• Development of a Generic Wound Care Assessment Minimum Data Set

      Coleman, S.; Nelson, E.; Vowden, Peter; Vowden, Kath; Adderley, U.; Sunderland, L.; Harker, J.; Conroy, T.; Fiora, S.; Bezer, N.; et al. (2017-11)
      At present there is no established national minimum data set (MDS) for generic wound assessment in England, which has led to a lack of standardisation and variable assessment criteria being used across the country. This hampers the quality and monitoring of wound healing progress and treatment. The article aims to establish a generic wound assessment MDS to underpin clinical practice. The project comprised 1) a literature review to provide an overview of wound assessment best practice and identify potential assessment criteria for inclusion in the MDS and 2) a structured consensus study using an adapted Research and Development/University of California at Los Angeles Appropriateness method. This incorporated experts in the wound care field considering the evidence of a literature review and their experience to agree the assessment criteria to be included in the MDS. The literature review identified 24 papers that contained criteria which might be considered as part of generic wound assessment. From these papers 68 potential assessment items were identified and the expert group agreed that 37 (relating to general health information, baseline wound information, wound assessment parameters, wound symptoms and specialists) should be included in the MDS. Using a structured approach we have developed a generic wound assessment MDS to underpin wound assessment documentation and practice. It is anticipated that the MDS will facilitate a more consistent approach to generic wound assessment practice and support providers and commissioners of care to develop and re-focus services that promote improvements in wound care.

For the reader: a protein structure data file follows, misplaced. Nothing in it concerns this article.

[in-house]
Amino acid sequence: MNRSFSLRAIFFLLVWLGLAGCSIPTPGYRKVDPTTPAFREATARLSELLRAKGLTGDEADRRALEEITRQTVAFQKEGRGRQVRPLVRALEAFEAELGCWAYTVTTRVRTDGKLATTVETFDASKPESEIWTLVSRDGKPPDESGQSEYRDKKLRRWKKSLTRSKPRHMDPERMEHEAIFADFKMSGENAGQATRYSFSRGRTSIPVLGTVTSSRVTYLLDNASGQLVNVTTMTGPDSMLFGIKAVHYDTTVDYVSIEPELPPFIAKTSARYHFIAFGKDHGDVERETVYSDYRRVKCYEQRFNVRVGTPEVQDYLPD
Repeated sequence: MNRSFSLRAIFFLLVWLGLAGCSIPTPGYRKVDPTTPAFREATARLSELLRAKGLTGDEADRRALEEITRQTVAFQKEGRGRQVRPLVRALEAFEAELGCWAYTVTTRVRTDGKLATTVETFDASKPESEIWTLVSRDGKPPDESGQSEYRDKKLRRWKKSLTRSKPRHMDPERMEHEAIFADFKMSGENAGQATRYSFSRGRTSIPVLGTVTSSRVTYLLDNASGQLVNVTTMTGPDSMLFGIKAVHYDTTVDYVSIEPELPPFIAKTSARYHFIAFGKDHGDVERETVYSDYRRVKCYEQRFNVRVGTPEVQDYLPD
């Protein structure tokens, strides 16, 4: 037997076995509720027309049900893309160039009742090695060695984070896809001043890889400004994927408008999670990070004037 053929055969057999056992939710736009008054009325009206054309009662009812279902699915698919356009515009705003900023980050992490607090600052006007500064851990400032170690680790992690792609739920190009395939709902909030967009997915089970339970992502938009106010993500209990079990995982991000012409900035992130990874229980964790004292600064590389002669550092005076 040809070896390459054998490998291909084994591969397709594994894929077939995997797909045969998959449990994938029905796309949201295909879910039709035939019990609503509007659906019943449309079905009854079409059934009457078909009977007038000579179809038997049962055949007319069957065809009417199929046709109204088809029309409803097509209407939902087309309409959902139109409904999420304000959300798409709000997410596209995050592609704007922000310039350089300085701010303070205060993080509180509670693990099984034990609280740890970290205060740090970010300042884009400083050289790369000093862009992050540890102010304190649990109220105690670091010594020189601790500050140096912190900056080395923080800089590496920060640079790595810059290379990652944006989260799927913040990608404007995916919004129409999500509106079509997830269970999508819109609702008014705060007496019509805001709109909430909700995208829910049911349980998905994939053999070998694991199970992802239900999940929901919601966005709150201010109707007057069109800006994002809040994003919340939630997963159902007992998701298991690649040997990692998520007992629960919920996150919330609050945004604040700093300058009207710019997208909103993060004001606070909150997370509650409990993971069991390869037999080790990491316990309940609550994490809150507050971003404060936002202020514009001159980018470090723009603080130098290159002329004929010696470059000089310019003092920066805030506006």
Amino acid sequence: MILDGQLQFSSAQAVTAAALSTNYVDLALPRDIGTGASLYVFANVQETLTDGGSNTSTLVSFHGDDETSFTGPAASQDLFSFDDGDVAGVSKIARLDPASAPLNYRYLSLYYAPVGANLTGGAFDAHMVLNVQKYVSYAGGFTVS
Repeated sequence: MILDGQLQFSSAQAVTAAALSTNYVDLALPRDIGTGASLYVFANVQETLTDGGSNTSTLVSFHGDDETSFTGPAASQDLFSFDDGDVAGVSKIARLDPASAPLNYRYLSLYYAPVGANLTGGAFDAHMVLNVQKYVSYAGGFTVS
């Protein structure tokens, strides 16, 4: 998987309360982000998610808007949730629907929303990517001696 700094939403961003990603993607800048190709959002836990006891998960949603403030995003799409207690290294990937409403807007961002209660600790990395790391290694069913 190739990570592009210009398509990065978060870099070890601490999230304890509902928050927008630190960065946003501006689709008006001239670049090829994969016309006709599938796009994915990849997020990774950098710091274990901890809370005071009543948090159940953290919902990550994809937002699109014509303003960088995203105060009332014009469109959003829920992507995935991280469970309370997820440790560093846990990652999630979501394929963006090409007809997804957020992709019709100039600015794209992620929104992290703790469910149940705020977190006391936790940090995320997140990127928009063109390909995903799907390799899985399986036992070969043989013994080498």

• When it comes round to marking assignments: how to impress and how to 'distress' lecturers ...

      Greasley, Peter; Cassidy, Andrea M. (2010)
      What do lecturers look for when marking essays? What impresses them and what frustrates them? In this paper, we present the results of a survey which asked lecturers to address these questions. Thirty-two lecturers responded to an email survey in which they listed the problems they found most frustrating when marking essays and the factors which most impressed them. This resulted in 206 comments related to sources of frustration and 139 comments listing factors which impress them. The comments were then coded into themes and ranked in order of importance by 16 lecturers from the original sample. The results highlight a range of issues that may be useful for lecturers when discussing assignments, and instructive for students when writing their assignments.